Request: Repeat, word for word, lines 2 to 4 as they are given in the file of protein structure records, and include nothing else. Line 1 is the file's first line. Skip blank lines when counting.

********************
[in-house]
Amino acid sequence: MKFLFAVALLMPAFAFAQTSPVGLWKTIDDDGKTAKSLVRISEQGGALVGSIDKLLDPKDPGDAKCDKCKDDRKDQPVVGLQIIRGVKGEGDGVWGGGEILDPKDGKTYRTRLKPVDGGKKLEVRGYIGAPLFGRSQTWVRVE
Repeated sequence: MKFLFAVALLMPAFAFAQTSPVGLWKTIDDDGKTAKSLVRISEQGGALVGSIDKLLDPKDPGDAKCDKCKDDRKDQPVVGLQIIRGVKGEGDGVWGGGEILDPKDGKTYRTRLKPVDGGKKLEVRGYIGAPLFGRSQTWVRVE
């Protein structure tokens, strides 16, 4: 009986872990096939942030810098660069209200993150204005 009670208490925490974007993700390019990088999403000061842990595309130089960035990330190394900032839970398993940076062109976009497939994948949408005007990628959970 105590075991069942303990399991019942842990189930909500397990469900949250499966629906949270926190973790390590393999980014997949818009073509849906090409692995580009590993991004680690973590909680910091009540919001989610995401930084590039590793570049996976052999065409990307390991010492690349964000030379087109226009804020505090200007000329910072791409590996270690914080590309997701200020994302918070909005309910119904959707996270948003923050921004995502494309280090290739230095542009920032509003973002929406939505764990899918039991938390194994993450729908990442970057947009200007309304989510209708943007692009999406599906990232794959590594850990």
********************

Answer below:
Amino acid sequence: MKFLFAVALLMPAFAFAQTSPVGLWKTIDDDGKTAKSLVRISEQGGALVGSIDKLLDPKDPGDAKCDKCKDDRKDQPVVGLQIIRGVKGEGDGVWGGGEILDPKDGKTYRTRLKPVDGGKKLEVRGYIGAPLFGRSQTWVRVE
Repeated sequence: MKFLFAVALLMPAFAFAQTSPVGLWKTIDDDGKTAKSLVRISEQGGALVGSIDKLLDPKDPGDAKCDKCKDDRKDQPVVGLQIIRGVKGEGDGVWGGGEILDPKDGKTYRTRLKPVDGGKKLEVRGYIGAPLFGRSQTWVRVE
């Protein structure tokens, strides 16, 4: 009986872990096939942030810098660069209200993150204005 009670208490925490974007993700390019990088999403000061842990595309130089960035990330190394900032839970398993940076062109976009497939994948949408005007990628959970 105590075991069942303990399991019942842990189930909500397990469900949250499966629906949270926190973790390590393999980014997949818009073509849906090409692995580009590993991004680690973590909680910091009540919001989610995401930084590039590793570049996976052999065409990307390991010492690349964000030379087109226009804020505090200007000329910072791409590996270690914080590309997701200020994302918070909005309910119904959707996270948003923050921004995502494309280090290739230095542009920032509003973002929406939505764990899918039991938390194994993450729908990442970057947009200007309304989510209708943007692009999406599906990232794959590594850990």